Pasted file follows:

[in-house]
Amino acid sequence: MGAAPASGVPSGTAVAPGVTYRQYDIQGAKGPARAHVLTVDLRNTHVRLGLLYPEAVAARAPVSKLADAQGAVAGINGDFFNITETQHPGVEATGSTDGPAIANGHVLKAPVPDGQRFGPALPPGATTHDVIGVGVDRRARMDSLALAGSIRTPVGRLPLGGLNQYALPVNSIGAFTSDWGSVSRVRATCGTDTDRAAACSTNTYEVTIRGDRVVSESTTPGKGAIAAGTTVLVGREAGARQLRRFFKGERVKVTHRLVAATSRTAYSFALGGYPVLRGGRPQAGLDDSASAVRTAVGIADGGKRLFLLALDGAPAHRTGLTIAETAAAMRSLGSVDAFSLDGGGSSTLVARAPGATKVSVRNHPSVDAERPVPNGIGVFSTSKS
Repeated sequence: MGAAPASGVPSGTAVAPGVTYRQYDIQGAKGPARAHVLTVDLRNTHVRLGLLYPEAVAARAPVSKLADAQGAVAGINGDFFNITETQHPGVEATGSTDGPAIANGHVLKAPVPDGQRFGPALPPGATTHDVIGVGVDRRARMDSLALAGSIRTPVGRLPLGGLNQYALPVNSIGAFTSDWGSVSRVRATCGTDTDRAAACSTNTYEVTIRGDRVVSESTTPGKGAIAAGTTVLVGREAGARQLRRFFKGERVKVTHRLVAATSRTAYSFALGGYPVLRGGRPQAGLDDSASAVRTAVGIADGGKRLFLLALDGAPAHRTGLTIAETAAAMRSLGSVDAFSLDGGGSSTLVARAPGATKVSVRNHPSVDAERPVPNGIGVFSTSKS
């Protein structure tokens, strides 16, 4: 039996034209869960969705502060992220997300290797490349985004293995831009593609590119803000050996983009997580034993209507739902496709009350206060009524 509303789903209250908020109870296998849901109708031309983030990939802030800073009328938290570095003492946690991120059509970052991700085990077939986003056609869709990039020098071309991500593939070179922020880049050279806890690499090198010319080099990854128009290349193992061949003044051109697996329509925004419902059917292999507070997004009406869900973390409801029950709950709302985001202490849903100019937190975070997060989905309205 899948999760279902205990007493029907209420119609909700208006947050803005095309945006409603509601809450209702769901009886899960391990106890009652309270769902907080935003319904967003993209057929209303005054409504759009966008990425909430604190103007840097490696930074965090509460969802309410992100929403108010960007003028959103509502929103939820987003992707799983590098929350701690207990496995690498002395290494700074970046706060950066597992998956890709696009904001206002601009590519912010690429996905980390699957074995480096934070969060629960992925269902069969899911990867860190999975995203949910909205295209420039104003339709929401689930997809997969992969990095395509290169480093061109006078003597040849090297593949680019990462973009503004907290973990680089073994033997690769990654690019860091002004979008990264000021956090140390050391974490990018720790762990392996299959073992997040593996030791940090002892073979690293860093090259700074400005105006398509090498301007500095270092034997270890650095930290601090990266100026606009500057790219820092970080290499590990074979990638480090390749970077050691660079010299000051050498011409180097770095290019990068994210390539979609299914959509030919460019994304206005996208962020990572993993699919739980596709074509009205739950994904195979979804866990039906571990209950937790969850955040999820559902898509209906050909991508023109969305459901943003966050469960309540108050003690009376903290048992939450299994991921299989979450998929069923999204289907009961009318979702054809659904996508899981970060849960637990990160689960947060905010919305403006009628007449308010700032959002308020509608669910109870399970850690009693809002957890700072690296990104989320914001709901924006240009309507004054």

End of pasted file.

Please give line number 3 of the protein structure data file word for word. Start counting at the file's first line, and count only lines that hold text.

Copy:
Repeated sequence: MGAAPASGVPSGTAVAPGVTYRQYDIQGAKGPARAHVLTVDLRNTHVRLGLLYPEAVAARAPVSKLADAQGAVAGINGDFFNITETQHPGVEATGSTDGPAIANGHVLKAPVPDGQRFGPALPPGATTHDVIGVGVDRRARMDSLALAGSIRTPVGRLPLGGLNQYALPVNSIGAFTSDWGSVSRVRATCGTDTDRAAACSTNTYEVTIRGDRVVSESTTPGKGAIAAGTTVLVGREAGARQLRRFFKGERVKVTHRLVAATSRTAYSFALGGYPVLRGGRPQAGLDDSASAVRTAVGIADGGKRLFLLALDGAPAHRTGLTIAETAAAMRSLGSVDAFSLDGGGSSTLVARAPGATKVSVRNHPSVDAERPVPNGIGVFSTSKS